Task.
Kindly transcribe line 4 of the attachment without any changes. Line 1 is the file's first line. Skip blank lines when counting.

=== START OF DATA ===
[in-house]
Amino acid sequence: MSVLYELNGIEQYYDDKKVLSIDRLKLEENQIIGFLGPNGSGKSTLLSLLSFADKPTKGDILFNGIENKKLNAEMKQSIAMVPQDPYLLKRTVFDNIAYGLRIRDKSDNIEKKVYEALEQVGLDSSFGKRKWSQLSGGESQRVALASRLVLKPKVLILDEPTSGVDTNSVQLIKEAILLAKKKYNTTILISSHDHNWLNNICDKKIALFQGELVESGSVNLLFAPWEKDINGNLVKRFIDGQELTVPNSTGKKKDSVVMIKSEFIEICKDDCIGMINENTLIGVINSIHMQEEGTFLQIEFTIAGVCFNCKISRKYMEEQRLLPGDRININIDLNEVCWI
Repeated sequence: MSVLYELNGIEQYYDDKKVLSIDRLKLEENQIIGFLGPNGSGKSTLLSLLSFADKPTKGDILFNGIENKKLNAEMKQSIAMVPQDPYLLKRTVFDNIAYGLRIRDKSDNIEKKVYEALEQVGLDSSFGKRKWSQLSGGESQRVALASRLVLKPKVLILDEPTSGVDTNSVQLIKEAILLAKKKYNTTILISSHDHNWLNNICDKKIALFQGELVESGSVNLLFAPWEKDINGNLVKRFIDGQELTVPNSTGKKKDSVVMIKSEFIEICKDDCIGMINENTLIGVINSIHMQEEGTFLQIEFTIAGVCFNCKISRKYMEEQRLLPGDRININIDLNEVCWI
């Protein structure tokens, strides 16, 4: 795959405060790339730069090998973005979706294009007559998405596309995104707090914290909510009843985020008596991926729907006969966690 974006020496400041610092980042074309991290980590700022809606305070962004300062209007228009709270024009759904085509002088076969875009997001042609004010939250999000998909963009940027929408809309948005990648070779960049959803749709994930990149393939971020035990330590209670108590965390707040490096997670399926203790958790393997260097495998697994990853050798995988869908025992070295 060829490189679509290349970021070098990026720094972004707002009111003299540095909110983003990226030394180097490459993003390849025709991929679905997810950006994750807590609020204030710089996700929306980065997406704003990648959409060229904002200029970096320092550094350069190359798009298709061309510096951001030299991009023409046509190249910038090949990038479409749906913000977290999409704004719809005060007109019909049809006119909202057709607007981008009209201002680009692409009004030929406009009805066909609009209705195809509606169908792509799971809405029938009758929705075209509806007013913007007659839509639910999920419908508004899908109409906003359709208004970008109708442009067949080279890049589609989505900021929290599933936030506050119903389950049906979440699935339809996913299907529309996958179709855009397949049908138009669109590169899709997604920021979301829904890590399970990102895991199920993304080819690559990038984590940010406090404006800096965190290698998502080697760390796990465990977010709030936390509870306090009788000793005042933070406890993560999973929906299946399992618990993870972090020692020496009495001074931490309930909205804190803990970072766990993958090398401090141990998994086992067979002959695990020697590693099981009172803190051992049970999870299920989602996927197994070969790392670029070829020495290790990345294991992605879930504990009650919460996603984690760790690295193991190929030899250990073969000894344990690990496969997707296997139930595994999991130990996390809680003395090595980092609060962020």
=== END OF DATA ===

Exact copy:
């Protein structure tokens, strides 16, 4: 795959405060790339730069090998973005979706294009007559998405596309995104707090914290909510009843985020008596991926729907006969966690 974006020496400041610092980042074309991290980590700022809606305070962004300062209007228009709270024009759904085509002088076969875009997001042609004010939250999000998909963009940027929408809309948005990648070779960049959803749709994930990149393939971020035990330590209670108590965390707040490096997670399926203790958790393997260097495998697994990853050798995988869908025992070295 060829490189679509290349970021070098990026720094972004707002009111003299540095909110983003990226030394180097490459993003390849025709991929679905997810950006994750807590609020204030710089996700929306980065997406704003990648959409060229904002200029970096320092550094350069190359798009298709061309510096951001030299991009023409046509190249910038090949990038479409749906913000977290999409704004719809005060007109019909049809006119909202057709607007981008009209201002680009692409009004030929406009009805066909609009209705195809509606169908792509799971809405029938009758929705075209509806007013913007007659839509639910999920419908508004899908109409906003359709208004970008109708442009067949080279890049589609989505900021929290599933936030506050119903389950049906979440699935339809996913299907529309996958179709855009397949049908138009669109590169899709997604920021979301829904890590399970990102895991199920993304080819690559990038984590940010406090404006800096965190290698998502080697760390796990465990977010709030936390509870306090009788000793005042933070406890993560999973929906299946399992618990993870972090020692020496009495001074931490309930909205804190803990970072766990993958090398401090141990998994086992067979002959695990020697590693099981009172803190051992049970999870299920989602996927197994070969790392670029070829020495290790990345294991992605879930504990009650919460996603984690760790690295193991190929030899250990073969000894344990690990496969997707296997139930595994999991130990996390809680003395090595980092609060962020």